Usually at this time of the year wetsuits have been hidden away for quite some time. For many they will have been unused and unloved since the last race of the previous season, in many cases gathering a significant layer of mould.
With the race season quickly approaching it’s time to tackle the wetsuit issue head on. The is because triathletes experience all sorts of issues when they first start wearing them.
Most of these issues stem from the fact that you have just been swimming for 6-7months in a swimming pool with no bodily restriction. Your arms and body have been free to move with ease during this time. When you put your wetsuit on again you can’t expect it to immediately feel the same, your body has now been ‘vacuum packed’ and needs time to adapt.
This is why starting to using them at least 4-6 weeks ahead of your first race is of paramount importance. The most common complaints I hear are about fatigued/sore/tight shoulders, with most only able to a few lengths before this kicks in.
There can be number of reasons for this:
1:The wetsuit has been put on incorrectly
This can create even more shoulder resistance. There is an art to doing it properly; this can really help save your shoulders a lot of undue stress. See video clip below:
2: The wetsuit is the wrong size
Over time your body shape can change particularly if you’ve lost or gained weight so what worked before might not work now. It’s best to go to a reputable dealer when buying a wetsuit so you can try them on first and get expert of advice on what might be the most suitable brand for you. You can should also speak to a coach assess your wetsuit to see if it is the right size or what brand might suit you if you are thinking of purchasing one.
3: Pace control goes out of the window
Most get so carried away with the amazing feeling of additional buoyancy they end up swimming their sets way too fast. Frequently I see swimmers puffing and panting at the end of the warm up because they’ve lost all sense of pace control. Take note of your breathing to make sure you are swimming at the right pace because there’s a high chance your perception of effort will be out of sync.
4: Not enough wetsuit time
I would say it takes anything from 4-6 sessions before the wetsuit starts to feel more comfortable. In that time be patient and check all of the above.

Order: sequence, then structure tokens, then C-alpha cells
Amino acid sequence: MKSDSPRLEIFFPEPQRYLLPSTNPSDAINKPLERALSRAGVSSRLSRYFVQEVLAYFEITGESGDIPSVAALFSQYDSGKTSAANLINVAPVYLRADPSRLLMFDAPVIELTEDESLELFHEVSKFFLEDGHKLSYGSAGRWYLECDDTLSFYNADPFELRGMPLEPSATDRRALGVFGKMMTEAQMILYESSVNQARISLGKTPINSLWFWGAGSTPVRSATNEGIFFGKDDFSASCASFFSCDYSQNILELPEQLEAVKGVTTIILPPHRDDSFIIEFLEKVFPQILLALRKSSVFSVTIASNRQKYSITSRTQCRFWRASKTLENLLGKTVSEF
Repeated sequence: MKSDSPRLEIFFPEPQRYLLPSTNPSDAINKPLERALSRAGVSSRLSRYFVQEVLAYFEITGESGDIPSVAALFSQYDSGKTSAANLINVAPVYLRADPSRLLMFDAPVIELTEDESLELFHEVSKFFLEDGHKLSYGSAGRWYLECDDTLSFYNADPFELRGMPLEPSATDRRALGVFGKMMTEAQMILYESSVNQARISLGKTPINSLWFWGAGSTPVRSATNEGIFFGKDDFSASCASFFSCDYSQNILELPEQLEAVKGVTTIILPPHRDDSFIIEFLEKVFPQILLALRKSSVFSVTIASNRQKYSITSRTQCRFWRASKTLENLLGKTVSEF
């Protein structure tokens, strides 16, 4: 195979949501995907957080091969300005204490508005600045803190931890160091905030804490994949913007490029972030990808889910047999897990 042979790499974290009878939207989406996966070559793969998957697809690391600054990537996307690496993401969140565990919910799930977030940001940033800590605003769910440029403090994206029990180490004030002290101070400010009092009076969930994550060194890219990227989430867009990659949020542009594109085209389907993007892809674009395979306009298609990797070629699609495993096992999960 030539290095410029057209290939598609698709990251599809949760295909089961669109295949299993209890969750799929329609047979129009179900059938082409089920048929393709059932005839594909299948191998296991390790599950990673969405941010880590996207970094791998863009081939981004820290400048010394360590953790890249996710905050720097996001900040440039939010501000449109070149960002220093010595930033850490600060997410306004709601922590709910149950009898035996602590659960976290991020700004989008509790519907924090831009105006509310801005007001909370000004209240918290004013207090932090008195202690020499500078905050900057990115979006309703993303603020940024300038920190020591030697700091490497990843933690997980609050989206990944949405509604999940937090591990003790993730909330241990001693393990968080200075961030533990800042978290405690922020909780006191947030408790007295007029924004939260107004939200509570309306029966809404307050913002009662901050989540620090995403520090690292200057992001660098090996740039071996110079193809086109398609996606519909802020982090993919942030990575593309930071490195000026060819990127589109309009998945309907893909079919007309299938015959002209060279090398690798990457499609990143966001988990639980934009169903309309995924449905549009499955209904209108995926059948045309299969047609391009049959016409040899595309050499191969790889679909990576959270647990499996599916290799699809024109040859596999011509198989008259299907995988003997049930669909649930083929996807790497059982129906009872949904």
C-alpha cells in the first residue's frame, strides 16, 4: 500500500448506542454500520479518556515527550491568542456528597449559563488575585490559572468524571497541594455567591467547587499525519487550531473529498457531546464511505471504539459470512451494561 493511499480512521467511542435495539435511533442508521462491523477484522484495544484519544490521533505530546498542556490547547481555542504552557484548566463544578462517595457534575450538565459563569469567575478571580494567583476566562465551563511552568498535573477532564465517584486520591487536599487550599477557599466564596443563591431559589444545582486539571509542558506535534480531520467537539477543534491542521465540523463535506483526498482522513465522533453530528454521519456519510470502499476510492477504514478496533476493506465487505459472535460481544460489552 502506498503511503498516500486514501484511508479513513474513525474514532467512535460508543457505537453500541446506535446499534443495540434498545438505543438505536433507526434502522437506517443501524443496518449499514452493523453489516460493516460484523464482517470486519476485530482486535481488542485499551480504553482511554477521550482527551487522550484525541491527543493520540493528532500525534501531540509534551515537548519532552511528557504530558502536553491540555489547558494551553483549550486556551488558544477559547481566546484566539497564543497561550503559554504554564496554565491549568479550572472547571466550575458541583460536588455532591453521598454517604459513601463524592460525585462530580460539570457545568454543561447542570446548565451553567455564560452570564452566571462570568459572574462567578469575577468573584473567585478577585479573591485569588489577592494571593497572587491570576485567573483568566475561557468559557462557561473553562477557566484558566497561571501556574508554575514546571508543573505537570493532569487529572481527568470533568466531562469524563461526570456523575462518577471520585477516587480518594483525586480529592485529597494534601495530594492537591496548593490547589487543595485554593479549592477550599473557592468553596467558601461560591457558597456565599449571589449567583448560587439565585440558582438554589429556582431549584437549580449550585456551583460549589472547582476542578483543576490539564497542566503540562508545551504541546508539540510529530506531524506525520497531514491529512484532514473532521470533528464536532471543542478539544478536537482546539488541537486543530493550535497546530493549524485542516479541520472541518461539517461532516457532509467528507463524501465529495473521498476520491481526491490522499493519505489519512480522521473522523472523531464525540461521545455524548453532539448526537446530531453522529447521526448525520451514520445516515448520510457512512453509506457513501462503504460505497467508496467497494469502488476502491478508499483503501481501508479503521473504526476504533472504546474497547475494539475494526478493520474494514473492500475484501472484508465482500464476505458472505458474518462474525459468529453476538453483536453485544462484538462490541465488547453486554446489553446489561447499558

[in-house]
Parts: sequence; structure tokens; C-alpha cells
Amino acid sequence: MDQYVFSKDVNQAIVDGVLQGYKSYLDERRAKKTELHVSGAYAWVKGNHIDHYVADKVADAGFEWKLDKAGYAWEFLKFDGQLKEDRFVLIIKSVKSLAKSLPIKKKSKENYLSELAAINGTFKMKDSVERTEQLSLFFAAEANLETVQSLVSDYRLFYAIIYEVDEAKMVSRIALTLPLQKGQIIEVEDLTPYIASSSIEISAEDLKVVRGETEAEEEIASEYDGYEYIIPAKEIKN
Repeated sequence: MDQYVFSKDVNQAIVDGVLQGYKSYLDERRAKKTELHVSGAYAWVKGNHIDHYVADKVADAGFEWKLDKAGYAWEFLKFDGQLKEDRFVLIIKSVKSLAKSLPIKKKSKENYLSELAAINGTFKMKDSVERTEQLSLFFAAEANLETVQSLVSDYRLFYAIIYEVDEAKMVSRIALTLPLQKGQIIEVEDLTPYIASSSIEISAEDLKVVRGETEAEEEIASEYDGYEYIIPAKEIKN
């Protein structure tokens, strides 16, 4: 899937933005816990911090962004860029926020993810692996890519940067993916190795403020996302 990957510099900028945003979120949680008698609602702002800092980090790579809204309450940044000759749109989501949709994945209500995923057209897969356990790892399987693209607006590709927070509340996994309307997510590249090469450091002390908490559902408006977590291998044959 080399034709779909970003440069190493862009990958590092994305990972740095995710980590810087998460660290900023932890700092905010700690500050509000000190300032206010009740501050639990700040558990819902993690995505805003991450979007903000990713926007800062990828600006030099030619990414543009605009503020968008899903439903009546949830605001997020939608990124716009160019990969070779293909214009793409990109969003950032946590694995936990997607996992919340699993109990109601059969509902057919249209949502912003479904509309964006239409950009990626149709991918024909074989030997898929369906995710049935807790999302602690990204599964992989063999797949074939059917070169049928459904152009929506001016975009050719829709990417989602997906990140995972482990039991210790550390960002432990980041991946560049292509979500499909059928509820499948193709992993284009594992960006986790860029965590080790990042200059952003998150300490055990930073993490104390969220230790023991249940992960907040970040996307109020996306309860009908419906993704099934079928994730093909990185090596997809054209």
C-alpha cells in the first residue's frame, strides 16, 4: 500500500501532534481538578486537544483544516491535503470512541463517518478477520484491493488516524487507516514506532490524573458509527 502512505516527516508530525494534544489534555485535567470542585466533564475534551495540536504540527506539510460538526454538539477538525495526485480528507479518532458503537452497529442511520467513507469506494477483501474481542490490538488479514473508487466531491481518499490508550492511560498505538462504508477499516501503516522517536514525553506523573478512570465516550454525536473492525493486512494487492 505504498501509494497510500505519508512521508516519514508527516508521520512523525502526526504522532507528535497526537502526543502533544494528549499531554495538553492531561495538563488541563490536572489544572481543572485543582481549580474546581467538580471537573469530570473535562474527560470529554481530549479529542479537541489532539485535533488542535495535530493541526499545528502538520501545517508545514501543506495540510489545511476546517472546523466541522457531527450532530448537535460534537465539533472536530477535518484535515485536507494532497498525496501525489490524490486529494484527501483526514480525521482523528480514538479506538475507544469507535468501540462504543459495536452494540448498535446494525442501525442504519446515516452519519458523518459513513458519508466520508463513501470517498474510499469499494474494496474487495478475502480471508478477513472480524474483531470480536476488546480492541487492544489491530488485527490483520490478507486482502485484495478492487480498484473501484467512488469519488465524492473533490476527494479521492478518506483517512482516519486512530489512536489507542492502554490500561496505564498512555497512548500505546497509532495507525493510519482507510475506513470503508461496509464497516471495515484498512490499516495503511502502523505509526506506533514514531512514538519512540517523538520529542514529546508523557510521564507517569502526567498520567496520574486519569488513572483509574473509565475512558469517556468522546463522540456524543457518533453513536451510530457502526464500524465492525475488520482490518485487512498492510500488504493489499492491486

5: You’ve neglected to actively warm up your shoulders properly prior to swimming
This is where doing to doing simple stretches can work wonders, you can also combine this will some muscle activation exercises with stretch cords or resistance bands which will be of huge value.
I also frequently get asked if wetsuits can be used in swimming pools, the answer is a big yes! My athletes have used wetsuits in our swimming pool for the past 15 years. We usually do this from April onwards, sometimes sooner if I know an athlete is racing abroad at a different time of year. So long as you are careful to rinse them afterwards with clean water they will be fine, they then need to be hung up to try.
Just be very careful of over heating if using them in an indoor pool, we are lucky to have an outdoor heated pool. You can still practice wearing them but be sure to take them off if you get too hot. Even if you only manage 10-15mins its still great practice for the races ahead if you cant get to an open water swim venue.
The other alternative if overheating is a problem is to use a pull buoy, buoyancy shorts or kick pants to simulate the increased buoyancy you feel when wearing a wetsuit. Just make sure the buoyancy is correct for you, some will need more and some will need less. This will all largely be driven by your body position in the water, with some sitting high and others sitting lower. This is why we have a whole range of different sizes of pull buoys; they are not all created equally. Again your coach should be able to advise on the right size for you.
These are terrific swim kit tools that when used in the right way can enhance many swimmers triathlon swim training program. Its rare that any race in the UK is non wetsuit so using tools like these is great race simulation work that helps re-create the level of buoyancy you will feel when you race.
You should also be very careful when putting a wetsuit on; they can rip easily if you are too heavy handed. A lot of the fabrics used can be quite delicate so use a pair of gloves and/or a plastic carrier when putting them on, especially if you have longer nails.
Lastly, all wetsuit usage is enhanced by using some form of wetsuit lubricant. This should be placed around common chaffing areas such as the neck and under the arms. Don’t risk going without because you will end paying dearly for it! It should also be placed around the lower forearm and lower leg, this will help the wetsuit slide off easier when taking it off or simulating a fast transition.